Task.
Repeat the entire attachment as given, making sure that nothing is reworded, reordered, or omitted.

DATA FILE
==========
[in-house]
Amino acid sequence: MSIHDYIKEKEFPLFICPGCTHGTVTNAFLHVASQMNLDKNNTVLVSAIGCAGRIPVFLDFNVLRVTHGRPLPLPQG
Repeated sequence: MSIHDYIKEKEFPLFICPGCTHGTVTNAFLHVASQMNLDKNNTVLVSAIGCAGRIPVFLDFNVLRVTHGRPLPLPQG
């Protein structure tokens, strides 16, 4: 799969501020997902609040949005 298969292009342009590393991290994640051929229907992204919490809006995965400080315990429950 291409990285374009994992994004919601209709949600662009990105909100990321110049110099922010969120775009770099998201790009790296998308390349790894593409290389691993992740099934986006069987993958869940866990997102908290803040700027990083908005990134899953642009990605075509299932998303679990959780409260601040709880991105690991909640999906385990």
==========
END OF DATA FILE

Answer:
[in-house]
Amino acid sequence: MSIHDYIKEKEFPLFICPGCTHGTVTNAFLHVASQMNLDKNNTVLVSAIGCAGRIPVFLDFNVLRVTHGRPLPLPQG
Repeated sequence: MSIHDYIKEKEFPLFICPGCTHGTVTNAFLHVASQMNLDKNNTVLVSAIGCAGRIPVFLDFNVLRVTHGRPLPLPQG
């Protein structure tokens, strides 16, 4: 799969501020997902609040949005 298969292009342009590393991290994640051929229907992204919490809006995965400080315990429950 291409990285374009994992994004919601209709949600662009990105909100990321110049110099922010969120775009770099998201790009790296998308390349790894593409290389691993992740099934986006069987993958869940866990997102908290803040700027990083908005990134899953642009990605075509299932998303679990959780409260601040709880991105690991909640999906385990």